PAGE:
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Opinion: Microbial Mind Control—Truth or Scare?

Normal brain function may have evolved to depend on gut microbes and their metabolites.

May 1, 2018
Katerina Johnson

ISTOCK, PERCEPTION7The community of microorganisms living in the human gut, estimated to total 100 trillion, may have a profound effect on many aspects of our physiology, including immunity, metabolism, and even our brain and behavior. The majority of studies on the latter have so far been conducted in animals, demonstrating that gut bacteria (especially species belonging to Lactobacillus and Bifidobacterium) can influence social behavior, anxiety, stress, and symptoms of depression.  For instance, supplementation with a Lactobacillus species has been found to increase sociability in stressed mice, while germ-free mice exhibit impaired social behavior.

There are several possible mechanisms by which gut bacteria may affect the brain, including communication via the vagus nerve (the major neural link between the gut and brain), the immune system, and hormonal changes. It is also particularly intriguing that some gut bacterial species can produce chemicals of identical structure to our brain’s own neurotransmitters. This emerging evidence of the intricate links between the gut microbiome and the brain begs the question of whether bacteria have evolved to alter our neurochemistry and behavior in ways that benefit themselves.

Can microbes manipulate us for their own benefit?

It is an appealing proposition that gut microbes may manipulate our behavior for their own advantage, such as improving their transmission to new hosts or enabling them to acquire food. For example, several prominent researchers in the field suggest that gut bacteria may make us more sociable in order to help them spread between people and may alter our cravings for particular foods to satisfy the nutrients that they need to survive.

If bacteria do have an effect on their hosts, it must be by means other than advantageous manipulation.

This is a compelling idea, fueled by examples of parasites seemingly controlling the behavior of their hosts, such as the Ophiocordyceps fungus that infects ants. This parasite is known as the “zombie-ant” fungus because it induces ants to climb to the canopy and bite on vegetation, securing themselves in a position in the forest that is favorable for fungal growth and sporulation.

Applying evolutionary theory

So what conditions would need to be satisfied to allow gut bacteria to manipulate the behavior of their hosts? Two important criteria include having a high abundance within the gut microbiome and a lack of competition from other species. However, neither of these conditions is met in the complex microbial ecosystem of the gut, where there is a vast diversity of competing species and strains, with even the most abundant ones making up only a few percent of the total number of microbial cells.

The consequence of such microbial diversity means that a bacterial species producing a neuroactive chemical to try and control its host would likely be outcompeted by other non-manipulating bacteria. This is because any additional energetic investment made by the manipulating bacteria to produce the chemical would slow down its growth rate and so it would struggle to persist in the genetically diverse and competitive environment of the mammalian gut microbiome. If bacteria do have an effect on their hosts, therefore, it must be by means other than advantageous manipulation.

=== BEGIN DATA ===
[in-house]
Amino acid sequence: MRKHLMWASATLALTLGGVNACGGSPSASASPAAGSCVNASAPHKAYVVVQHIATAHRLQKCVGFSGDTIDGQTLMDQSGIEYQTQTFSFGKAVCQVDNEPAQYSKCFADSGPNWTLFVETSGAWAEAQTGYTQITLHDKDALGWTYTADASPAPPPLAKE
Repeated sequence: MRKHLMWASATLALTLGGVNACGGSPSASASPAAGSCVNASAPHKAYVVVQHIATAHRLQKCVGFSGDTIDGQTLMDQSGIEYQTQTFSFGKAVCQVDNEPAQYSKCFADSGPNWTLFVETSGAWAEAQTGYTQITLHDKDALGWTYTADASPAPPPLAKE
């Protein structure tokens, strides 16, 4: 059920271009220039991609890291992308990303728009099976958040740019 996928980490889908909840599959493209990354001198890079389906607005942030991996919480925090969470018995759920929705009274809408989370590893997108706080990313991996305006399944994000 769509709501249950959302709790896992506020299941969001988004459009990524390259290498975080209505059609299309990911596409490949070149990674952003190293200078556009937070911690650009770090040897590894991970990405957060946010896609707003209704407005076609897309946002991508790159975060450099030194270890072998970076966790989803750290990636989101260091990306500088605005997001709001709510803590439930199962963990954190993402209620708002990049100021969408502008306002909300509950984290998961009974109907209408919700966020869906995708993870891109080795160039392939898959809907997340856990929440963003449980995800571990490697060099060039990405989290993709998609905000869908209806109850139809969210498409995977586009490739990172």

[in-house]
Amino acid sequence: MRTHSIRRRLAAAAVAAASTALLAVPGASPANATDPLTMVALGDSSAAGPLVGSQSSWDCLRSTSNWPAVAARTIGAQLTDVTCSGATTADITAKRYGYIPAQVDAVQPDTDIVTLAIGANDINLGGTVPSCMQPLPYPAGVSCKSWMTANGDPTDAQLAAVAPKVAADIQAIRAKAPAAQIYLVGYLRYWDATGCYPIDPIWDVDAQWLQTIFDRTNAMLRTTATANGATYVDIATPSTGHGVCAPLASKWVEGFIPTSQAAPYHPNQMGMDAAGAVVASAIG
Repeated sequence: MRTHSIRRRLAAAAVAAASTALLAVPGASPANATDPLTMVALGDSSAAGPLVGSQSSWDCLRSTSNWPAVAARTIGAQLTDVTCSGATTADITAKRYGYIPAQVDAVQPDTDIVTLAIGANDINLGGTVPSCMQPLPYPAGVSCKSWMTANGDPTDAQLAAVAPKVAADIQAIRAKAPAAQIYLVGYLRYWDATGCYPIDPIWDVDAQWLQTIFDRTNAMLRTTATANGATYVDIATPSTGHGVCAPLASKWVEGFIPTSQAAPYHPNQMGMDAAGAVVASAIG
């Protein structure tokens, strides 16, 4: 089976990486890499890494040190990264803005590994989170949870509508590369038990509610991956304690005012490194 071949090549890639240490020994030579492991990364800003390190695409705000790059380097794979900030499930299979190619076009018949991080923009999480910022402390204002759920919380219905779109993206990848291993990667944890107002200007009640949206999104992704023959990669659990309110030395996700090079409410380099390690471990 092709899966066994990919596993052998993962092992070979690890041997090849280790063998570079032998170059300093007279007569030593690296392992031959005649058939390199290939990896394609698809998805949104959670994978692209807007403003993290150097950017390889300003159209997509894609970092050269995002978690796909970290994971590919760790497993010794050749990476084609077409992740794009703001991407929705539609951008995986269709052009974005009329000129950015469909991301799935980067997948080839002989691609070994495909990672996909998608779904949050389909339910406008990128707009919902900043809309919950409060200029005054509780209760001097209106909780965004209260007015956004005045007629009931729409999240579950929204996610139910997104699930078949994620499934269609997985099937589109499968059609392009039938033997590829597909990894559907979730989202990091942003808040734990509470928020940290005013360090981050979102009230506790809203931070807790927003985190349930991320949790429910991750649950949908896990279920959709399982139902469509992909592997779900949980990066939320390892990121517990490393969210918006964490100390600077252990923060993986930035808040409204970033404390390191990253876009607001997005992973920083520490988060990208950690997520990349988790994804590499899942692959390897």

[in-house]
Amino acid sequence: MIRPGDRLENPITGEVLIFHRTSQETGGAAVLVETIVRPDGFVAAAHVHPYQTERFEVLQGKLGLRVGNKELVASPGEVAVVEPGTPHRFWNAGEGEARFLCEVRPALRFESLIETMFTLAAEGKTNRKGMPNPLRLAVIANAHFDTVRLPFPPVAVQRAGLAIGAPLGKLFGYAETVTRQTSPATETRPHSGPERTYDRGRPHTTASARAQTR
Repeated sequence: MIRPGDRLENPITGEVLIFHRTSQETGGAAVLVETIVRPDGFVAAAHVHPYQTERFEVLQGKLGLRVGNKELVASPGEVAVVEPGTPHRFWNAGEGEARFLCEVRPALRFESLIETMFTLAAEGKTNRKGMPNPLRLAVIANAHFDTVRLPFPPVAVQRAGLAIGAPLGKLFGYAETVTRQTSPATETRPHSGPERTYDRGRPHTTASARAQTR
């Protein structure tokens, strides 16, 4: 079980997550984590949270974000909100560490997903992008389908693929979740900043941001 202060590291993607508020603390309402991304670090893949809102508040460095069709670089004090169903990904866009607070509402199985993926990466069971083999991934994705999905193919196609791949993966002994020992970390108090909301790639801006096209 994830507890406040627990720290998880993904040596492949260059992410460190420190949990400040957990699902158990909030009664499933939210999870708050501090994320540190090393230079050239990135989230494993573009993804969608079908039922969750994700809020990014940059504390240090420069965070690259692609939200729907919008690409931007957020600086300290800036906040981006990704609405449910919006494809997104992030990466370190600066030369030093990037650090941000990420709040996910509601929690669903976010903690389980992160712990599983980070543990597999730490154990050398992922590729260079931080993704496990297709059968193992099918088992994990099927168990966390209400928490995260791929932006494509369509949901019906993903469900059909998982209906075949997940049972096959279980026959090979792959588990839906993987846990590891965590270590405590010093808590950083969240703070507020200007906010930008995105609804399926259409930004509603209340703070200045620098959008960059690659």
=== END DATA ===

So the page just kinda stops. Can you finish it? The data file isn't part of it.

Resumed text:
Evolution of “that gut feeling”

If the application of evolutionary theory suggests that our gut microbes are not pulling the strings on our behavior, then how did “that gut feeling” evolve? In our Perspective article, published last week (April 24) in Nature Reviews Microbiology, my coauthor Professor Kevin Foster also at the University of Oxford, and I propose that the effect of the gut microbiome on behavior is likely a result of natural selection on microbes to grow and compete in the gut, and natural selection on hosts to depend on their microbes. 

Microbial growth results in the production of a diverse range of metabolites. For example, short-chain fatty acids produced by bacterial fermentation in the gut may directly affect brain function, while other metabolites may indirectly influence human behavior through their interactions with our immune system. In turn, we may also expect our physiology to have adapted to make use of such microbial products.

Akin to the “hygiene hypothesis,” which suggests that an absence of microbes impairs immune system development and may increase people’s susceptibility to allergies, we propose that humans may have evolved to depend on our symbiotic microbes for normal brain function, such that a change in our gut microbiome could then influence our behavior. Although this idea of evolved dependence has not previously been considered in relation to the microbiome-gut-brain axis, it may prove critical to explaining how the gut microbiome affects the brain.

Ultimately, by probing the evolutionary and ecological dynamics of the gut microbiome, this may help us to engineer it in ways that may benefit mental health and well-being. For example, commonly used probiotic strains are not particularly effective at colonizing the crowded and competitive environment of the gut.  However, by focusing on naturally occurring strains in the human gut whose microbial products affect the host in beneficial ways, this may help the development of probiotic treatments that can establish in the gut microbiome and so potentially influence gut-brain communication.

Katerina Johnson is a doctoral student at the University of Oxford researching the connections between the microbiome, brain, and behavior.

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